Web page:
China Urges US Back Down After Trump’s $300 Billion Tariff Threat, Wants Trade Talks but if US Wants Fight It Will Fight
China is ready to talk to the United States about their escalating trade war but “if they want to fight we will fight” and it will not be a fight for China alone but for an open international economy, Beijing’s new U.N. ambassador said Friday.
Zhang Jun told reporters that U.S. sanctions and increasing tariffs hurt China and the world, but they are also “not in the long-term interest of the United States,” where consumers will be paying higher prices.
His comments followed President Donald Trump’s tweets Thursday escalating the trade war with an announcement that on Sept. 1 the U.S. will impose 10 percent tariffs on all Chinese imports that haven’t already been hit with tariffs of 25 percent. China responded Friday that it will take “necessary countermeasures” if Trump follows through.
Zhang called Trump’s latest tariff threat “an irrational, irresponsible act” and reiterated that if the U.S. goes ahead on Sept. 1 “we definitely will take whatever necessary countermeasures to protect our fundamental rights.” He wouldn’t give any details but stressed that China will also be fighting “for free trade, for an open, non-discriminatory and reliable multilateral trading system.”
In the wide-ranging and rare meeting with reporters by a Chinese ambassador, Zhang said Beijing will “stand firmly with the United Nations” at this difficult moment when the world faces instability and many uncertainties. China will also continue promoting peace through diplomatic and political dialogue and will “work hard in defending interests of developing countries,” he said.
On a key global issue, Zhang said sanctions against North Korea should be eased at an “appropriate time” to encourage progress in talks between Washington and Pyongyang, “but we are still consulting with each other and we have not made any final position.”
Russia and China have previously called for easing of sanctions on the Democratic People’s Republic of Korea, or DPRK, but the Trump administration has repeatedly said sanctions must remain in place until the country gives up its nuclear weapons.
“What we think is true is that you cannot simply ask DPRK to do as much as possible while you maintain the sanctions against DPRK,” Zhang said. “That definitely is not helpful.”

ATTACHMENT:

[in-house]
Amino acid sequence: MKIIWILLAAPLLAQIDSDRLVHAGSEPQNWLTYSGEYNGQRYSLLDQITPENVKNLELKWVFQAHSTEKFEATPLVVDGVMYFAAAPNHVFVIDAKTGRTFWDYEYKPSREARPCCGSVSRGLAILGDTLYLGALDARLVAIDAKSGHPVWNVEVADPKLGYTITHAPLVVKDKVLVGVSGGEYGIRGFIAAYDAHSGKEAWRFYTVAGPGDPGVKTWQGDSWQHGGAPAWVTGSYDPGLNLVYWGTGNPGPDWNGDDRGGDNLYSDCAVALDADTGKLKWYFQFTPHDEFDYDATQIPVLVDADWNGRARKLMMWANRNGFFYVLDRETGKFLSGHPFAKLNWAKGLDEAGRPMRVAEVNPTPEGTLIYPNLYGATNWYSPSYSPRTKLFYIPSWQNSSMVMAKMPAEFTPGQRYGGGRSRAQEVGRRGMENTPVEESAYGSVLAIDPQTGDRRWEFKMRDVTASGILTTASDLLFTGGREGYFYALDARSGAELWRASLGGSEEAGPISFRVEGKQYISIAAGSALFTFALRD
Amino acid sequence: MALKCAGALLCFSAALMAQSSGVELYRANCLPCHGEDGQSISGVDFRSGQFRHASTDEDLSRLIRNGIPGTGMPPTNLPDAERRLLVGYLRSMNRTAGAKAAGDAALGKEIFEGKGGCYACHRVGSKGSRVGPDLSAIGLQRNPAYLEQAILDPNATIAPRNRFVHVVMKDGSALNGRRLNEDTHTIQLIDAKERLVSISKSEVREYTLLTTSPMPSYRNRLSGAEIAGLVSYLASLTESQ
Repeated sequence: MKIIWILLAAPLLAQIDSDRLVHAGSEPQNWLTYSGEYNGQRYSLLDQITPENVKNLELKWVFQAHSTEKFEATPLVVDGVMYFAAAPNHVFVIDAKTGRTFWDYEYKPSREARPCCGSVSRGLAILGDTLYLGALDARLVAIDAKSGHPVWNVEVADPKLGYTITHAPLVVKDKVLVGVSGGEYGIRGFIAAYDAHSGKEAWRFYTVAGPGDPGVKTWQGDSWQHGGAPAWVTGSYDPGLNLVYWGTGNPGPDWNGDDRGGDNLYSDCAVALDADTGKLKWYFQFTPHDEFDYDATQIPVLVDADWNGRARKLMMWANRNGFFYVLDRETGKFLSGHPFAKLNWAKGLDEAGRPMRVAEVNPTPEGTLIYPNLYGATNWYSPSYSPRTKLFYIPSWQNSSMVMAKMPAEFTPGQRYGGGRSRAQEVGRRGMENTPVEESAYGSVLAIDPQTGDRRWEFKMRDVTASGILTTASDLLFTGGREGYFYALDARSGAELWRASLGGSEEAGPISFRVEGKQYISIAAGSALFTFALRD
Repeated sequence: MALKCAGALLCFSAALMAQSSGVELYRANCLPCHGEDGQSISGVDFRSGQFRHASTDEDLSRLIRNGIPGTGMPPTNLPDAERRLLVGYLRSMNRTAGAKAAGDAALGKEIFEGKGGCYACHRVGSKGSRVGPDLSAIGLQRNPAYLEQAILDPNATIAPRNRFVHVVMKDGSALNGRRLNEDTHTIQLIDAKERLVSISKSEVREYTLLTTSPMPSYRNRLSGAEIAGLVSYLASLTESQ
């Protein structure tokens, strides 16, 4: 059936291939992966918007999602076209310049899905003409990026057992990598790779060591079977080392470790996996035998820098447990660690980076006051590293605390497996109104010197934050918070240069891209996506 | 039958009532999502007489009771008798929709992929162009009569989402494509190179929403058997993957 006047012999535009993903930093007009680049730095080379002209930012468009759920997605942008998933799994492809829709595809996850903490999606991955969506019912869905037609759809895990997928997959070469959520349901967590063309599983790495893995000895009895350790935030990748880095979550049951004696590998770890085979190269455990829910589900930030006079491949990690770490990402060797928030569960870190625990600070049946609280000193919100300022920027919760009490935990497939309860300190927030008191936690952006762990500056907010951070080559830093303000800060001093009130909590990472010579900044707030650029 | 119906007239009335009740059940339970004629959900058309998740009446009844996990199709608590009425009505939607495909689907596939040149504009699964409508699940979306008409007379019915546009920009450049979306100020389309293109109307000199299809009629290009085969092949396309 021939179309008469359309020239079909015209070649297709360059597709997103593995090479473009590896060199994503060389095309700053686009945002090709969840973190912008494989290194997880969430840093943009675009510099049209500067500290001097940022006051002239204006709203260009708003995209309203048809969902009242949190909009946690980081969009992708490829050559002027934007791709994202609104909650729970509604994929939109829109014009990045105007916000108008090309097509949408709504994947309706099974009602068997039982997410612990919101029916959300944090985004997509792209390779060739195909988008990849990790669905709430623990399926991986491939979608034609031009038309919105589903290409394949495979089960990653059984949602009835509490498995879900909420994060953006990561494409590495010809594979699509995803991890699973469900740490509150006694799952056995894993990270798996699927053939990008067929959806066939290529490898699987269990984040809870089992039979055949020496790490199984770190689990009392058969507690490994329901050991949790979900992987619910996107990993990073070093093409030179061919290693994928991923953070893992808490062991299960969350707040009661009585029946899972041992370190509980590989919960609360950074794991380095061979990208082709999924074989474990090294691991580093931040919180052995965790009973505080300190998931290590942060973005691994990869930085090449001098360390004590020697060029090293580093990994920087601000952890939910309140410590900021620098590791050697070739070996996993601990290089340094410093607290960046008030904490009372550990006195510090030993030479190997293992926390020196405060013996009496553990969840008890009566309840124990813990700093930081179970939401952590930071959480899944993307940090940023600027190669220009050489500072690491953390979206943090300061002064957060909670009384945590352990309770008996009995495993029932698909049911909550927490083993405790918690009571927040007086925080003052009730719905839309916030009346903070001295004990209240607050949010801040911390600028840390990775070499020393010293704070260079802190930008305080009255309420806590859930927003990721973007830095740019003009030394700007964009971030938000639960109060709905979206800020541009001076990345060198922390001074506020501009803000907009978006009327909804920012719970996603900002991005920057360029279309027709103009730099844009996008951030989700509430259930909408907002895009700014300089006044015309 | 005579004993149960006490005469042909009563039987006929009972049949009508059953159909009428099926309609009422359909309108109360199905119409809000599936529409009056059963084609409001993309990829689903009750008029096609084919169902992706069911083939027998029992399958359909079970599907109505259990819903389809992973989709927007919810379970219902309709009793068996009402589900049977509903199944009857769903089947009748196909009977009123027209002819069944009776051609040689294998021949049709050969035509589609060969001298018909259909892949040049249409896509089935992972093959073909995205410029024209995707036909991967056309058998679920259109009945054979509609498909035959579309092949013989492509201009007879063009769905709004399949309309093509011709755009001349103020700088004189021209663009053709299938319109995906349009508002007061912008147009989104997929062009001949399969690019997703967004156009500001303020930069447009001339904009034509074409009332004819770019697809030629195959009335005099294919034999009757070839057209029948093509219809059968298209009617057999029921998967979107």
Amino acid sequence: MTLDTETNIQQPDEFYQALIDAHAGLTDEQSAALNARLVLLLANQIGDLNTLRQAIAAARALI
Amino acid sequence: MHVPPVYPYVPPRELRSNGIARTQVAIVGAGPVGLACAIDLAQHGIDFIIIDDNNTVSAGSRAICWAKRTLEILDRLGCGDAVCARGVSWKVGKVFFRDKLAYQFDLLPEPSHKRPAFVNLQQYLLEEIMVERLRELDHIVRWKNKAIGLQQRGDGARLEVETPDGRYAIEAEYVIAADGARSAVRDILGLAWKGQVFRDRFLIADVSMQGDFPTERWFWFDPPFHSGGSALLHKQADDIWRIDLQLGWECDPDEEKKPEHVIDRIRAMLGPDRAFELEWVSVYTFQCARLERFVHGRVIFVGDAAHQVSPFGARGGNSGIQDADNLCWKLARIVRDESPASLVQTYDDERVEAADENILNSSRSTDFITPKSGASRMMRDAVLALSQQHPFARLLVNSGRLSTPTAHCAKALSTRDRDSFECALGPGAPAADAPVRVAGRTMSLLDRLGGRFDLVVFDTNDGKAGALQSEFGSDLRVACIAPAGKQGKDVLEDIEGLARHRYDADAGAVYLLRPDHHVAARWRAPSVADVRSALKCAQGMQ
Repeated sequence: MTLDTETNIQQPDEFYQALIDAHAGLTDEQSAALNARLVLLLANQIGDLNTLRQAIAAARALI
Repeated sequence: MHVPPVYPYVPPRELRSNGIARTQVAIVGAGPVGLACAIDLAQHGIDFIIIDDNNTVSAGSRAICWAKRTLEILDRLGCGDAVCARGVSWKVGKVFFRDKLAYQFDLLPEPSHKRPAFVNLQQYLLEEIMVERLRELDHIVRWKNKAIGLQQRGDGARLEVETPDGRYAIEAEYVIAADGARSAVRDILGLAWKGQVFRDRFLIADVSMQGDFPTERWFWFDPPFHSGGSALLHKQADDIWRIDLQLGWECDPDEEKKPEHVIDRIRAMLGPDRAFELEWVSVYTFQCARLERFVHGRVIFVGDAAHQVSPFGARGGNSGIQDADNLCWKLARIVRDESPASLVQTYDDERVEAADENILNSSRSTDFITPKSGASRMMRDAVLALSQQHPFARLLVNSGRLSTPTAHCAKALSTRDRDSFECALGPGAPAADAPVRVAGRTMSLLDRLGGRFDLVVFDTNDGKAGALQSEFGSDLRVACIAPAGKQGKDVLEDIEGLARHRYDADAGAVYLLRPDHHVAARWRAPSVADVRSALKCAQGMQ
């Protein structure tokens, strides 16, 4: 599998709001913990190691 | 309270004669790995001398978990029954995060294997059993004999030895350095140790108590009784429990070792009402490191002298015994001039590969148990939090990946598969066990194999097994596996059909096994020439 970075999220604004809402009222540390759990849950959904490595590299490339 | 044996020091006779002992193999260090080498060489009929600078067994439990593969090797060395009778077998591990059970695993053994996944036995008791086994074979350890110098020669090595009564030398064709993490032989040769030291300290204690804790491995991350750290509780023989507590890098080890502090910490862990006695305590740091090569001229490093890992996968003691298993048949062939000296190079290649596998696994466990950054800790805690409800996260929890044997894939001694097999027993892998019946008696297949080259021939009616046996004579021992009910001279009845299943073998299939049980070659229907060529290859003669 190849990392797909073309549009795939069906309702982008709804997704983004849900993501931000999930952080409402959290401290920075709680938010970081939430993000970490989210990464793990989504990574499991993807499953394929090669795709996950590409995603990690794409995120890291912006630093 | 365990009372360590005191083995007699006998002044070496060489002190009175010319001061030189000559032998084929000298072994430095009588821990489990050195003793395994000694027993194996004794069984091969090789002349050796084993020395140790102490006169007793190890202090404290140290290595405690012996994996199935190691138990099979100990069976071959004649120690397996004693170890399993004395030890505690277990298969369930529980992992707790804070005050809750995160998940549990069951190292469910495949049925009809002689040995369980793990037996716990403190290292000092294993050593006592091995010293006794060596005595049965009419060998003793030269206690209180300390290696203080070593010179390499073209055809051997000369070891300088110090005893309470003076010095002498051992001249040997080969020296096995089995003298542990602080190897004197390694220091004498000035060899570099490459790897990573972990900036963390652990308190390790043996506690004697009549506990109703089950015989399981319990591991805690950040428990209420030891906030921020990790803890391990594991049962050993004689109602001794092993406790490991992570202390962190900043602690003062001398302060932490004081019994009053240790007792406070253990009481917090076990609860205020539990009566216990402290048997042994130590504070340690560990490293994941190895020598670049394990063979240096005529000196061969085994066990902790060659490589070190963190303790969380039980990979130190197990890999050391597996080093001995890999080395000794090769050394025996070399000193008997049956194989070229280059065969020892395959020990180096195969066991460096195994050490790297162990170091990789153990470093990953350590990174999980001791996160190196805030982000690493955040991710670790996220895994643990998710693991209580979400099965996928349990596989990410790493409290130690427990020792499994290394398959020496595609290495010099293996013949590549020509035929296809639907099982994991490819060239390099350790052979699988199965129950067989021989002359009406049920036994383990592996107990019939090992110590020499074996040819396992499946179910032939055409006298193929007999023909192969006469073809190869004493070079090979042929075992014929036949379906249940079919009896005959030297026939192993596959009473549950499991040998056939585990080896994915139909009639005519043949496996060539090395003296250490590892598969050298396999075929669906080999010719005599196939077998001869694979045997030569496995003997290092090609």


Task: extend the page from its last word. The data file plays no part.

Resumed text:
On other issues, the ambassador said China will never allow any interference in its internal affairs, especially on issues related to the western Xinjiang region which has a large Muslim population, Tibet where the Dalai Lama has called for genuine autonomy, and Hong Kong where pro-democracy protests have been taking place since early June.
U.S. Secretary of State Mike Pompeo has lashed out at China’s human rights record, saying last month that Beijing was responsible for the “stain of the century” of rights abuses, citing the detention of an estimated 1 million Muslim Uighurs, Kazakhs and other minorities who are believed to be held in internment camps in Xinjiang.
Officials in Xinjiang said Tuesday that most people detained in the area’s contentious re-education centers have been moved out and have signed “work contracts” with local companies, but those assertions have been challenged by accounts from Uighurs and Kazakhs who say their relatives remain missing.
Pompeo urged countries in the region earlier Friday to shun China until it reforms its practices and cited the Hong Kong protests as an example of how authoritarian rule can threaten economies. “The current unrest in Hong Kong clearly shows that the will and the voice of the governed will always be heard,” he said.
Zhang said the Hong Kong protests are “turning out to be chaotic and violent and we should no longer allow … these reprehensible behaviors” that he said hurt the interests of international investors and visitors from other countries.
China backs the actions taken by Hong Kong authorities and its residents should understand that “the foundation of the one country, two systems principle is one country,” he said.
Zhang was also asked about Friday’s end to the landmark 1987 Intermediate-range Nuclear Forces Treaty, which the U.S. and Russia blame each other for tearing up.
U.S. officials have argued that not only is Russia violating the treaty and developing prohibited weapons, but that China also is making similar non-compliant weapons, leaving the U.S. alone in complying with the pact. Trump has also expressed a desire to negotiate a trilateral arms control deal covering the U.S., Russia and China.
Zhang expressed “regret” at the U.S. withdrawal from the INF treaty, saying that “making China an excuse for the withdrawing by the United States is not acceptable.”
As for being a party to a new disarmament agreement, Zhang said China is not at the same level as the U.S. and Russia, which have the largest nuclear arsenals. “So how can you put China together with the two,” he asked.
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